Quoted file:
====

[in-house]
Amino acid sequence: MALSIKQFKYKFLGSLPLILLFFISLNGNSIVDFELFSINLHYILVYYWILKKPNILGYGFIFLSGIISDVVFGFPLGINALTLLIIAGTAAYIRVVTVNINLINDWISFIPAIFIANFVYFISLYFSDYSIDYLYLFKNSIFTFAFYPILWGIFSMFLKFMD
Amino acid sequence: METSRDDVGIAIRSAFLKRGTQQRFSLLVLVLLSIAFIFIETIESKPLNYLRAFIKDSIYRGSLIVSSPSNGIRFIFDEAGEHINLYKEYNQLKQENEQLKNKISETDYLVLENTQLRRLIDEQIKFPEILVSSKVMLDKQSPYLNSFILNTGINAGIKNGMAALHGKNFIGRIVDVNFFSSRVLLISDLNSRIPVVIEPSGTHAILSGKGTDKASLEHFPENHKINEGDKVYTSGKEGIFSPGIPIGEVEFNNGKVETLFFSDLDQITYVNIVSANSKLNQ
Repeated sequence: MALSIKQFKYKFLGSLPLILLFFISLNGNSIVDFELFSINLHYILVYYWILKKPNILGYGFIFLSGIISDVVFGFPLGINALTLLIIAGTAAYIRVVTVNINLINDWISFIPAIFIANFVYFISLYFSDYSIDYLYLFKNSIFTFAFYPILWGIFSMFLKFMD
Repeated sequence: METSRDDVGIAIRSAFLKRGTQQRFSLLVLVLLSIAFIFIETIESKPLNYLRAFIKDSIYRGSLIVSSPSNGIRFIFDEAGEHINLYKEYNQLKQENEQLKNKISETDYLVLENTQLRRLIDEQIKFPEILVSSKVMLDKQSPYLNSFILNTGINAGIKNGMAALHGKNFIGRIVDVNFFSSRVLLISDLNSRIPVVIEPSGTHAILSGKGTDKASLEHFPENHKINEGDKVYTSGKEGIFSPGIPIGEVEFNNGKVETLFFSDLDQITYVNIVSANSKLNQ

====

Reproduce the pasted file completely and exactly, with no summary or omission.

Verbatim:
[in-house]
Amino acid sequence: MALSIKQFKYKFLGSLPLILLFFISLNGNSIVDFELFSINLHYILVYYWILKKPNILGYGFIFLSGIISDVVFGFPLGINALTLLIIAGTAAYIRVVTVNINLINDWISFIPAIFIANFVYFISLYFSDYSIDYLYLFKNSIFTFAFYPILWGIFSMFLKFMD
Amino acid sequence: METSRDDVGIAIRSAFLKRGTQQRFSLLVLVLLSIAFIFIETIESKPLNYLRAFIKDSIYRGSLIVSSPSNGIRFIFDEAGEHINLYKEYNQLKQENEQLKNKISETDYLVLENTQLRRLIDEQIKFPEILVSSKVMLDKQSPYLNSFILNTGINAGIKNGMAALHGKNFIGRIVDVNFFSSRVLLISDLNSRIPVVIEPSGTHAILSGKGTDKASLEHFPENHKINEGDKVYTSGKEGIFSPGIPIGEVEFNNGKVETLFFSDLDQITYVNIVSANSKLNQ
Repeated sequence: MALSIKQFKYKFLGSLPLILLFFISLNGNSIVDFELFSINLHYILVYYWILKKPNILGYGFIFLSGIISDVVFGFPLGINALTLLIIAGTAAYIRVVTVNINLINDWISFIPAIFIANFVYFISLYFSDYSIDYLYLFKNSIFTFAFYPILWGIFSMFLKFMD
Repeated sequence: METSRDDVGIAIRSAFLKRGTQQRFSLLVLVLLSIAFIFIETIESKPLNYLRAFIKDSIYRGSLIVSSPSNGIRFIFDEAGEHINLYKEYNQLKQENEQLKNKISETDYLVLENTQLRRLIDEQIKFPEILVSSKVMLDKQSPYLNSFILNTGINAGIKNGMAALHGKNFIGRIVDVNFFSSRVLLISDLNSRIPVVIEPSGTHAILSGKGTDKASLEHFPENHKINEGDKVYTSGKEGIFSPGIPIGEVEFNNGKVETLFFSDLDQITYVNIVSANSKLNQ